Bulgaria is among the leading countries in the IT sector outsourcing and holds 3rd place in the world for IT specialists per capita. Bulgaria has strong traditions in the IT sector dating back to the 1980s when the country was known as the “Silicon Valley” for its huge role in production and supply of hardware to all Eastern Bloc countries. When Bulgaria officially joined the EU in 2007 a new era for the software business started and since Bulgaria has been a prime destination for IT and business outsourcing companies with its internet amongst the ten fastest in the world, and high skilled software developers.
Q.: Bulgaria and Azerbaijan established diplomatic relations in 1992 but, as you mentioned, the relations and the friendship between them are much older. What currently connects Bulgaria and Azerbaijan?
A.: Of course there are many things that connect our countries. For the past almost 30 years of bilateral relations we have been developed the foundation for more intensive relations in various fields, with more than 100 cooperation agreements signed in almost all range of bilateral relations – energy, economy, transport, security, culture, education, agriculture, military, in social field, to include a Joint Declaration on Strategic Partnership. Our bilateral political dialogue has been very active, especially in the recent 10 years. Just in 2019, the pre-pandemic year, we had numerous very successful bilateral visits here in Baku – starting with the Minister of Energy, the Bulgarian Prime Minister, the Speaker of the Parliament, the Foreign Minister, the Minister of Culture, the Minister of Labour, and we closed the year with the visit of the Minister of Interior. Last year, our foreign ministers had two phone calls and our Prime Minister H.E. Boyko Borissov had a phone conversation with your President H.E. Ilham Aliyev.
But let me illustrate the close connections between Bulgaria and Azerbaijan with some concrete examples. First of all, the accomplished Southern Gas Corridor already brings Azerbaijani gas to Bulgaria and contributes to our energy diversification. Next, what brings our people closer, is the exchange of knowledge for both countries cultures and languages. There is a Center of Bulgarian language and culture here at the Baku Slavic University and a Center of Azerbaijani language and culture operating at the Sofia University “St. Kliment Ohridski”.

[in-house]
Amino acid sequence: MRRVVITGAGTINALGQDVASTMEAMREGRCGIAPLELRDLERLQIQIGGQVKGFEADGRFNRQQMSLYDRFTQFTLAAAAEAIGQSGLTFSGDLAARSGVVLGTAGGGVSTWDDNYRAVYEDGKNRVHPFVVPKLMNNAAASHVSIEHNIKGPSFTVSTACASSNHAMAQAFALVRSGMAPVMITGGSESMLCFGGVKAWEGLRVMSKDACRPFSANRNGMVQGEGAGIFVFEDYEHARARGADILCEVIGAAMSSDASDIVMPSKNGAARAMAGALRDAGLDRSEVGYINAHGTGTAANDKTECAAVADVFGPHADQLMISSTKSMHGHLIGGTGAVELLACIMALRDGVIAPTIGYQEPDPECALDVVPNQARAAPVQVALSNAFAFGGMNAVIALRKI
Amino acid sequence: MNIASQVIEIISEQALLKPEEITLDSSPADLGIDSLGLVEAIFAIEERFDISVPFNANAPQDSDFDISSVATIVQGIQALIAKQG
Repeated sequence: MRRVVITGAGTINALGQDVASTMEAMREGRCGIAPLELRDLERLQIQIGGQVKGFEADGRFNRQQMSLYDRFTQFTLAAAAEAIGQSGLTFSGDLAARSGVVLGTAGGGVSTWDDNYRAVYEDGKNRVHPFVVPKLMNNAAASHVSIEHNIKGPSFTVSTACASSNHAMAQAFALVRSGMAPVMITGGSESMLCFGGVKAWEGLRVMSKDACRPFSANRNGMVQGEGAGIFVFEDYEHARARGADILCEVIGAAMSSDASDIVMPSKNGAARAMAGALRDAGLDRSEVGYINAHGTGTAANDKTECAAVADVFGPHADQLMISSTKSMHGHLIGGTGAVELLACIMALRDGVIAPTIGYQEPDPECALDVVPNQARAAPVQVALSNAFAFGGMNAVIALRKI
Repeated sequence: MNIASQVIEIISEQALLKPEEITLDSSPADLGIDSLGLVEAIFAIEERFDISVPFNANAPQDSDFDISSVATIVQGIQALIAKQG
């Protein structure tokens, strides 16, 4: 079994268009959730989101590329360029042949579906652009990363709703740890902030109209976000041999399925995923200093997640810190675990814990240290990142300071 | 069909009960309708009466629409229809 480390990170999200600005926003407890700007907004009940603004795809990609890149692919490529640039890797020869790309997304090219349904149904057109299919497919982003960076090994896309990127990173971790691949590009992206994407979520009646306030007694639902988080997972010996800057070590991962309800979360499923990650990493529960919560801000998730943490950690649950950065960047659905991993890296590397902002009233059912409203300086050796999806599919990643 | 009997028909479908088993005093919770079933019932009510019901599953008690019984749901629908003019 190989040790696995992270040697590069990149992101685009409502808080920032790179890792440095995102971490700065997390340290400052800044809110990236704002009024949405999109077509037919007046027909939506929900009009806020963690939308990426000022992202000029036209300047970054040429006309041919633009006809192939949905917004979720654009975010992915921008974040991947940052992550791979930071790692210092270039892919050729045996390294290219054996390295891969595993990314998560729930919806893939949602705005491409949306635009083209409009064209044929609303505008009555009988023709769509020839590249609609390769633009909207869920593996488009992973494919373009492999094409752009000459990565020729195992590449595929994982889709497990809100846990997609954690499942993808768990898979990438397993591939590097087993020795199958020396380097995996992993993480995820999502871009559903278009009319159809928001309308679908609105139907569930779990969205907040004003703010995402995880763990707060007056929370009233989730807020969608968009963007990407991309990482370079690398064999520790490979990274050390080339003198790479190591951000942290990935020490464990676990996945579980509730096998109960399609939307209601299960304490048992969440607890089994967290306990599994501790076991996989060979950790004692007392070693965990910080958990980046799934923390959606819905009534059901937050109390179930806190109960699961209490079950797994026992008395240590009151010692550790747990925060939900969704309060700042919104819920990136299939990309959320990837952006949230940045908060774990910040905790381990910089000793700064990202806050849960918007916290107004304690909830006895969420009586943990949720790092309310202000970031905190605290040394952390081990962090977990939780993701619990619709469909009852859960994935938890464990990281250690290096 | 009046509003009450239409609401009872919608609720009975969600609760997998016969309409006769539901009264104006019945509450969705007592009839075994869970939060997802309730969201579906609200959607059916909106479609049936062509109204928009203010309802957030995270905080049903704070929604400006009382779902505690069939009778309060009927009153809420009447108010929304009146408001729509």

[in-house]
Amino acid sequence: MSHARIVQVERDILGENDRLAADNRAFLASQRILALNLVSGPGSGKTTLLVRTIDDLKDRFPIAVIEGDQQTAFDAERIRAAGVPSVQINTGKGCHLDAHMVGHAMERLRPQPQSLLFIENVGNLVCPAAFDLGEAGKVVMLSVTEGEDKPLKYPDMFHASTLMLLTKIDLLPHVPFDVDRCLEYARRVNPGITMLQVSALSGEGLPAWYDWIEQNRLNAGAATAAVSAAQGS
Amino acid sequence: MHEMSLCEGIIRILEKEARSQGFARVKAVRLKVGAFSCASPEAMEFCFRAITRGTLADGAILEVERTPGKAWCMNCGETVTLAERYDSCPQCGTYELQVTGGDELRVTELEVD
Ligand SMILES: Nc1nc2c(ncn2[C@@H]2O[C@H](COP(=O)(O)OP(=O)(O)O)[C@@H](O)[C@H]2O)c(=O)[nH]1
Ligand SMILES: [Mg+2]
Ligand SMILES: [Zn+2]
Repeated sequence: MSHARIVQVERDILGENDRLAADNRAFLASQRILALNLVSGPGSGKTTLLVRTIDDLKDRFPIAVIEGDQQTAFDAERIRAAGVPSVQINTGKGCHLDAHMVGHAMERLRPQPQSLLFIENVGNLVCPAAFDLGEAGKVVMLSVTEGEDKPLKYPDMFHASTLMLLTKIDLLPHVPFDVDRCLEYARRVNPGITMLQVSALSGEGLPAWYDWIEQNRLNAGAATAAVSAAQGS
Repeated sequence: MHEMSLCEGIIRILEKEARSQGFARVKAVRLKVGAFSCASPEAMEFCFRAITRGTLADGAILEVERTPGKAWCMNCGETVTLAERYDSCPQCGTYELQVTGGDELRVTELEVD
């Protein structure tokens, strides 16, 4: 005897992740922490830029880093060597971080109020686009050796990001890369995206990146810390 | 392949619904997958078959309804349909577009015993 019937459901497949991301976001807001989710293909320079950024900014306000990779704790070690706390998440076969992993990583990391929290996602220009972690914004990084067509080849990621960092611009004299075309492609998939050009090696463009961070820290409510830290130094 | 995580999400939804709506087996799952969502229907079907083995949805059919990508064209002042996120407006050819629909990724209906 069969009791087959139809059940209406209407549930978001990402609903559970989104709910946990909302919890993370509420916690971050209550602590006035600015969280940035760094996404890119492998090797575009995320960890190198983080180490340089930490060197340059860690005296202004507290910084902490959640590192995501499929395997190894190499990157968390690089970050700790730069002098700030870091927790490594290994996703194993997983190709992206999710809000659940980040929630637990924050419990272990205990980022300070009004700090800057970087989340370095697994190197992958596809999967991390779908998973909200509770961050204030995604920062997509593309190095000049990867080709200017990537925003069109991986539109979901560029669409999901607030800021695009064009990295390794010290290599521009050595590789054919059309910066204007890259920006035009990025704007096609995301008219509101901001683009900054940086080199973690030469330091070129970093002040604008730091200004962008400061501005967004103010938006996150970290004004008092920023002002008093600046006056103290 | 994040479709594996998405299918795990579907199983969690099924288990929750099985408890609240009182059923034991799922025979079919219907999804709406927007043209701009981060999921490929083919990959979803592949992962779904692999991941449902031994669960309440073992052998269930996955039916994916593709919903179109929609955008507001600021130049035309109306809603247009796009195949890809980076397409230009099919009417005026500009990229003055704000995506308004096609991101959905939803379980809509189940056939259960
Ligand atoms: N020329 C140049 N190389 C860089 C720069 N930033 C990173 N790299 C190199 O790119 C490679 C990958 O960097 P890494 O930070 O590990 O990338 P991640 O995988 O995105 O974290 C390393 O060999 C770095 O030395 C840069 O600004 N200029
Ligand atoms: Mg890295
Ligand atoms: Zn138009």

Another bright example of a strong link between our states is the support Bulgaria received from the Heydar Aliyev Foundation for the preservation of the “Trapezitsa” Architectural Museum Reserve in the city of Veliko Tarnovo, with the personal engagement of the Vice President of Azerbaijan H.E. Ms. Mehriban Aliyeva.
And of course, the cultural proximity is a natural connection between the Bulgarian and Azerbaijani peoples. We have many common dishes in our national cuisines like - dolma, pahlava, pickels, kebap, and many others. We have many common words in our languages – such as “nar”, “turşu”, “divan”, “pərdə”, „kartof”, “çanta”, “corab”, and many others. These small similarities make us feel here like home and I am sure it is the same for the Azerbaijanis when visiting Bulgaria.
Q.: You mentioned the giant Southern Gas Corridor project, which alongside with other countries brings together Bulgaria and Azerbaijan. It has already started operations. How will this project change Bulgaria’s energy map?
A.: Indeed, the Southern Gas Corridor is a huge project and Azerbaijan was an important driving force for its successful realization. Its implementation was an example of what can be accomplished when governments, private companies and financial institutions are having the motivation and desire to work together and I am proud that Bulgaria was a part of this endeavor from the very beginning until now. This wouldn’t be possible without the long-standing and friendly bilateral political relations between our countries, which have naturally developed into a strategic partnership, including in the energy field. As a matter of fact, now Bulgaria is the only country through which the SGC is not passing but is still receiving 1 billion m3 of Azerbaijani gas annually. This may not sound a big number to you but this amount represents 10% of the TAP capacity at this stage and about 30% of Bulgaria’s annual consumption. In this way Azerbaijan becomes the second largest supplier of gas to Bulgaria and a symbol of real diversification of both the sources and routes for gas supply. Thanks to the SGC development, Bulgaria started the construction of a new gas interconnector with Greece, which will be operational before the end of this year. Its capacity will allow transit of Azerbaijani gas to other neighboring countries, thus contributing to the diversification of energy supplies in the Southeast Europe. IGB together with the well-developed national gas transmission system and already existing gas connectors with Turkey, Greece and Romania will provide to my country an opportunity to become a real regional hub for gas distribution from different sources and different routes to a number of consumers, which in fact is the essence of the diversification. So, the SGC has changed not only Bulgaria’s energy map but the one of the entire Balkan region.